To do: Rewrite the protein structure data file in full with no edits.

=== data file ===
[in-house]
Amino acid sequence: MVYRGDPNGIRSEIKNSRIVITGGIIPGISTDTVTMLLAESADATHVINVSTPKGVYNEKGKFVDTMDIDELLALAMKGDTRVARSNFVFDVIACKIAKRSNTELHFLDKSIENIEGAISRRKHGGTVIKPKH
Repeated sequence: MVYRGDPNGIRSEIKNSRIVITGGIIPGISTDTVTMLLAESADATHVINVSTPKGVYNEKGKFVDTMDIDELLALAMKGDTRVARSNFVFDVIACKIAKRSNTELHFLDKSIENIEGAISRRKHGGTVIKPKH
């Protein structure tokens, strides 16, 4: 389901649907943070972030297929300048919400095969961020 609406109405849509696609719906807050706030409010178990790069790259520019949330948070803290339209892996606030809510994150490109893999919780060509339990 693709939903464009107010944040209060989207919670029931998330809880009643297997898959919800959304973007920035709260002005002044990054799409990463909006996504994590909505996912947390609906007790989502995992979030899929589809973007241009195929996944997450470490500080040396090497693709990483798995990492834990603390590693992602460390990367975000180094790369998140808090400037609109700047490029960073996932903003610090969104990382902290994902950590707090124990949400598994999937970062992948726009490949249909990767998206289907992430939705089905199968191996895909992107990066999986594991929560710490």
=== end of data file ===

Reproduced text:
[in-house]
Amino acid sequence: MVYRGDPNGIRSEIKNSRIVITGGIIPGISTDTVTMLLAESADATHVINVSTPKGVYNEKGKFVDTMDIDELLALAMKGDTRVARSNFVFDVIACKIAKRSNTELHFLDKSIENIEGAISRRKHGGTVIKPKH
Repeated sequence: MVYRGDPNGIRSEIKNSRIVITGGIIPGISTDTVTMLLAESADATHVINVSTPKGVYNEKGKFVDTMDIDELLALAMKGDTRVARSNFVFDVIACKIAKRSNTELHFLDKSIENIEGAISRRKHGGTVIKPKH
């Protein structure tokens, strides 16, 4: 389901649907943070972030297929300048919400095969961020 609406109405849509696609719906807050706030409010178990790069790259520019949330948070803290339209892996606030809510994150490109893999919780060509339990 693709939903464009107010944040209060989207919670029931998330809880009643297997898959919800959304973007920035709260002005002044990054799409990463909006996504994590909505996912947390609906007790989502995992979030899929589809973007241009195929996944997450470490500080040396090497693709990483798995990492834990603390590693992602460390990367975000180094790369998140808090400037609109700047490029960073996932903003610090969104990382902290994902950590707090124990949400598994999937970062992948726009490949249909990767998206289907992430939705089905199968191996895909992107990066999986594991929560710490």